The state took little action to encourage stronger wage growth, particularly for low and middle wage workers. Instead, policymakers focused on attacking worker bargaining power, and enacting tax cuts and business incentives to stimulate the post-recession state economy. This strategy did little to create robust job growth or to address the deeper inequalities in Ohio’s economy. In fact, the strategy has exacerbated inequality. Figure 4 is similar to the first two charts in this brief, but it covers the entire period of 2010 to 2018 instead of breaking it into two as the earlier charts did. It shows that those at the top of the wage scale and those close to the very bottom have seen more job growth across the entire recovery, while there were fewer jobs added paying wages between $18 and $30, an important rung on the economic ladder.
Unpacking the so-called “skills gap”
A second explanation offered for slow wage growth in Ohio is the so-called “skills gap.” Some argue that many well-paying jobs go unfilled because workers do not have the right qualifications for the openings. While it is certainly true that some employers struggle to fill jobs, this is likely due to a variety of factors such as location, the state’s underinvestment in addiction treatment, failure to pay enough to attract workers, or hiring practices that exclude workers who have the skills, but differ from “typical” workers in the industry because of criminal history, gender, or race. What seems less likely based on data is that the skill gap is suppressing wages, or the cause of our slow recovery.
Table 1 shows typical education required in the Ohio occupations that will have the most annual job openings, according to the Occupational Projections data from the Ohio Department of Job and Family Services. A third of the openings will require no formal education or credential. This includes jobs in food service, retail, home health, laborers, and janitors. These occupations currently employ big shares of Ohio workers. Many will require on-the-job training. Nearly a third will require a high school diploma or the equivalent. This includes office clerks, customer service representatives, maintenance workers, and team assemblers. Just 23.8 percent of openings will require a Bachelor’s degree or higher, with top openings for registered nurses, general and operations managers, accountants, and teachers.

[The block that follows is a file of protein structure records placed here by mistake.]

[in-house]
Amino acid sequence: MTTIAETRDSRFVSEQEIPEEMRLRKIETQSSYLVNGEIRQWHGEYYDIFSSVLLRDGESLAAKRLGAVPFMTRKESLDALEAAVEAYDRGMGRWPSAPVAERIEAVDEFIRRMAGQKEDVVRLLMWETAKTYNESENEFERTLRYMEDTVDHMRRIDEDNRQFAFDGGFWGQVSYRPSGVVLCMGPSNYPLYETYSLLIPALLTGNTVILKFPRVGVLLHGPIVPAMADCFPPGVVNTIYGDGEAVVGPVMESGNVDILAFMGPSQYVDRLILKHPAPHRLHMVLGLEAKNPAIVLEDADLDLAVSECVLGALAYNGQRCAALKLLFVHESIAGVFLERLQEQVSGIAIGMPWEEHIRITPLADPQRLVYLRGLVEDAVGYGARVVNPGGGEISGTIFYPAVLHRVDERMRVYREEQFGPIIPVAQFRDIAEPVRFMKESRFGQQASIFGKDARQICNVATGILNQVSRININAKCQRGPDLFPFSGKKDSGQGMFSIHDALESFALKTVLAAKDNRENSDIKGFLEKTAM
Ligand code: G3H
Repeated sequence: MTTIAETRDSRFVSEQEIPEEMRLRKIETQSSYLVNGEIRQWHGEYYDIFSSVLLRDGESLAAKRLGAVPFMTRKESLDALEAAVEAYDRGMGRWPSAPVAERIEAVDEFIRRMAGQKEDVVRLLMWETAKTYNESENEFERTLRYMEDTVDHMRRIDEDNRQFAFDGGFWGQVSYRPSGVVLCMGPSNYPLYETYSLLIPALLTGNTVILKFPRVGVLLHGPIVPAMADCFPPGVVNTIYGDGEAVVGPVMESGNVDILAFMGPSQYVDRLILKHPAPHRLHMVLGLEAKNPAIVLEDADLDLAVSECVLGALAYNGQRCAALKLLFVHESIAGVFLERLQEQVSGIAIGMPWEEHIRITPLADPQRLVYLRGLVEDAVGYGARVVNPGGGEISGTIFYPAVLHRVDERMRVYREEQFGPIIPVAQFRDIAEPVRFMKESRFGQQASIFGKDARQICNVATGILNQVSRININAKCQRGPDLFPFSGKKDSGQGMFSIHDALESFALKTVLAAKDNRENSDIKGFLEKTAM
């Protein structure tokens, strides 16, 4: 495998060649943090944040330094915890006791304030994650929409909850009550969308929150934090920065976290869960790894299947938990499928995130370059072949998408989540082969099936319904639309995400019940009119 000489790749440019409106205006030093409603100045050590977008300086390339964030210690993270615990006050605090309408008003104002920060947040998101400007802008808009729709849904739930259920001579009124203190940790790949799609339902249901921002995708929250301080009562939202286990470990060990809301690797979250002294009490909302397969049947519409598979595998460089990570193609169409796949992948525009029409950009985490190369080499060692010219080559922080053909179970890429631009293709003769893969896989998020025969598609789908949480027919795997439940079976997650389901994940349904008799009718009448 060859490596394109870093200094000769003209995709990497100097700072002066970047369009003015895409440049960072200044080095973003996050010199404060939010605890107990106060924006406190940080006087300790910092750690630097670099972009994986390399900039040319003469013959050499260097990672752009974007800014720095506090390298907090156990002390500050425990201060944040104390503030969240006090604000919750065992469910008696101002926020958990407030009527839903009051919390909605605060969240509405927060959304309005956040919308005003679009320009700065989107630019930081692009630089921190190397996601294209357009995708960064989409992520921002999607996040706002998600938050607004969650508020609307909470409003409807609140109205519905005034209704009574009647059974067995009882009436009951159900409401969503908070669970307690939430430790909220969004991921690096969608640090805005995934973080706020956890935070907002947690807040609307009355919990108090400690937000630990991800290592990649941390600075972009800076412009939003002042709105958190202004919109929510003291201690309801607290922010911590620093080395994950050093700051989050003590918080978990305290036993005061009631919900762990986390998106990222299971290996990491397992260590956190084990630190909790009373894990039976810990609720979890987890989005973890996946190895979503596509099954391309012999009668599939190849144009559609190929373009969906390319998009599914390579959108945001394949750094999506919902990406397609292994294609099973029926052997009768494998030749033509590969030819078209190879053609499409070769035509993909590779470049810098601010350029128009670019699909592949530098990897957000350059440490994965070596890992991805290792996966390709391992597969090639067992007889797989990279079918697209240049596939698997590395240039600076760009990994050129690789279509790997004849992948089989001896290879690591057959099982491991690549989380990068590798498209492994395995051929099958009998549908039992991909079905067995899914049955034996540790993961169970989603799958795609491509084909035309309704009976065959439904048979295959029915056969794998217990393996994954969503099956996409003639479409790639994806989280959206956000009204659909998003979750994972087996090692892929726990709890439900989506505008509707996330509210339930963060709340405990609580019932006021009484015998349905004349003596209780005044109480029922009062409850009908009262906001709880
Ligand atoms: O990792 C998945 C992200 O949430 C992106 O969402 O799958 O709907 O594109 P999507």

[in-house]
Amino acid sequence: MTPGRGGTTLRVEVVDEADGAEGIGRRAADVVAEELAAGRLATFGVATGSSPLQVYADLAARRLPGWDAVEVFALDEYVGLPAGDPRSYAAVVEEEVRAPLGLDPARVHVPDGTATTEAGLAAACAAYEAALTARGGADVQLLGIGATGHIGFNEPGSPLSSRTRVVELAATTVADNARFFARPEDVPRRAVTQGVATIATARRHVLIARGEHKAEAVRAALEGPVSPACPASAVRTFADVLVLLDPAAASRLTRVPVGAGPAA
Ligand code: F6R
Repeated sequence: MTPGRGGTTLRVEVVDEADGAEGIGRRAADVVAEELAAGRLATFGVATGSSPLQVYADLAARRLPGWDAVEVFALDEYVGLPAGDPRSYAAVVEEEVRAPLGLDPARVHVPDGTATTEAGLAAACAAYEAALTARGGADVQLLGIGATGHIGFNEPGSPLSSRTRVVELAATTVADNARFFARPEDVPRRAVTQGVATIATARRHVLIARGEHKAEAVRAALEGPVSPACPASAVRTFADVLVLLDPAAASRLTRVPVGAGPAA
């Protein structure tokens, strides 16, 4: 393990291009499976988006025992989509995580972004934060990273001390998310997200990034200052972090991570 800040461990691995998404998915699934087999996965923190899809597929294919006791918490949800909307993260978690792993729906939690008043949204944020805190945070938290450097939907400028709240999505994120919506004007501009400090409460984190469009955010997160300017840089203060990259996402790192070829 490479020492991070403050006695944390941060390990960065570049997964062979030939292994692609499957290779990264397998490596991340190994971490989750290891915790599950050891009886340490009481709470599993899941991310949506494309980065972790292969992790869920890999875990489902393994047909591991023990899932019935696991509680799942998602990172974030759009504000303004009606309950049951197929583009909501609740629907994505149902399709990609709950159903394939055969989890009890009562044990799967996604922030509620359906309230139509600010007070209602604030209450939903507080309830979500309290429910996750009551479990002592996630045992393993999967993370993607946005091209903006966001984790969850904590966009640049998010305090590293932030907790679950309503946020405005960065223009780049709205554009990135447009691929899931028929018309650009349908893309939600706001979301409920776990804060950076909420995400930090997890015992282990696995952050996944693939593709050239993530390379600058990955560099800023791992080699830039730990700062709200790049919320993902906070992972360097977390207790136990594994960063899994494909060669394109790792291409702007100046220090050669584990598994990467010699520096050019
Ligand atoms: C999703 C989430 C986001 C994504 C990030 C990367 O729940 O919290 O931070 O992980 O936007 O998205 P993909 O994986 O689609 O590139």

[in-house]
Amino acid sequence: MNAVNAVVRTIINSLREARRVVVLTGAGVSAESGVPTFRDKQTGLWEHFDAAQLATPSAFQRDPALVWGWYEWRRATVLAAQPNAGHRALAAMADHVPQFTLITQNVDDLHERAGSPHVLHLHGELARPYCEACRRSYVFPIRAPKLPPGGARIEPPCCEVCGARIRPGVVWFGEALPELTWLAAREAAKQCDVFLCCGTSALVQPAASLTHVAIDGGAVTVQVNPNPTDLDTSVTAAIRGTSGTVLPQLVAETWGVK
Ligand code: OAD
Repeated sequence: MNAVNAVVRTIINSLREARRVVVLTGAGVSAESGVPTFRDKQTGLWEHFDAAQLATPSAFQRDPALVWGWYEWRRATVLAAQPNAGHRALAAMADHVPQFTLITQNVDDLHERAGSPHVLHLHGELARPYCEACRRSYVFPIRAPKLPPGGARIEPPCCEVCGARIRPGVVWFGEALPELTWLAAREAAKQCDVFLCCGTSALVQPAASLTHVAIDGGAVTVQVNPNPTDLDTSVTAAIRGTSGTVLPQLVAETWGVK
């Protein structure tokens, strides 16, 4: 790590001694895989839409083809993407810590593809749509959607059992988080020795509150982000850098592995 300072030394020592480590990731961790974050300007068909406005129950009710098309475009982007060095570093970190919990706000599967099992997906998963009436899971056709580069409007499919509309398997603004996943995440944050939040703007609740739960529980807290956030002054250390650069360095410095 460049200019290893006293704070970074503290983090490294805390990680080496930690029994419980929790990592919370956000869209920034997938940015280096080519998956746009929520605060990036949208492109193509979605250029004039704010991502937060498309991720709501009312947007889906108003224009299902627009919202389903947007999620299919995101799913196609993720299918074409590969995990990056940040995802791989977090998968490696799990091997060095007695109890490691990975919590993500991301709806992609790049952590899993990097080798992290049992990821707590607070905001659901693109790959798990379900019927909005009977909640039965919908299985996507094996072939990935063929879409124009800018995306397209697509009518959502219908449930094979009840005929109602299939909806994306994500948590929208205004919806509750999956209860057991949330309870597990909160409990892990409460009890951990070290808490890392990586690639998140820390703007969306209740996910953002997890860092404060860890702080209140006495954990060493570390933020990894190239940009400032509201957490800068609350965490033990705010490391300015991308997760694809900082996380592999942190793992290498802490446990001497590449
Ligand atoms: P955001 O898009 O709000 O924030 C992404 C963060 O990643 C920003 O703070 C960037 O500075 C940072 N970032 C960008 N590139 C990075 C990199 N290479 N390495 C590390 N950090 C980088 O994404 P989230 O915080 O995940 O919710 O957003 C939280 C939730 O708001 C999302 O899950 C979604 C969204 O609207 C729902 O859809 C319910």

The real crisis is that too many of Ohio’s projected openings will be in occupations that don’t pay enough for a typical worker to keep a small family financially self-sufficient. The vast majority, 63 percent of projected openings, are in occupations that pay a median wage for full-time, year-round work that keeps a family of three at or below 200 percent of poverty. More than 38 percent of openings pay a median wage that keeps a family below 130 percent of poverty, a typical threshold for food assistance eligibility. While there are likely decent jobs that need specific skills that are going unfilled, the bulk of openings in Ohio are neither decent nor dependent on specific credentialing. Figure 5 shows the share and number of annual openings grouped by median annual wage as a share of poverty for a family of three.
Hyper-focus on solving just the so-called “‘skills gap”’ or specific employer concerns allows policymakers to avoid addressing workforce policy that keeps many workers from stability, never mind economic advancement. Neither job growth nor job training alone can rebalance wages in the state. To build an economy that works for all we have to enact policies that support all working people, across race, gender, and educational level. Our report, A New Way Forward for Ohio’s Working People, details 10 ways to restore that balance. These policies, summarized here, will restore worker bargaining power, the minimum wage, and the 40-hour work week to help rebalance Ohio’s economy: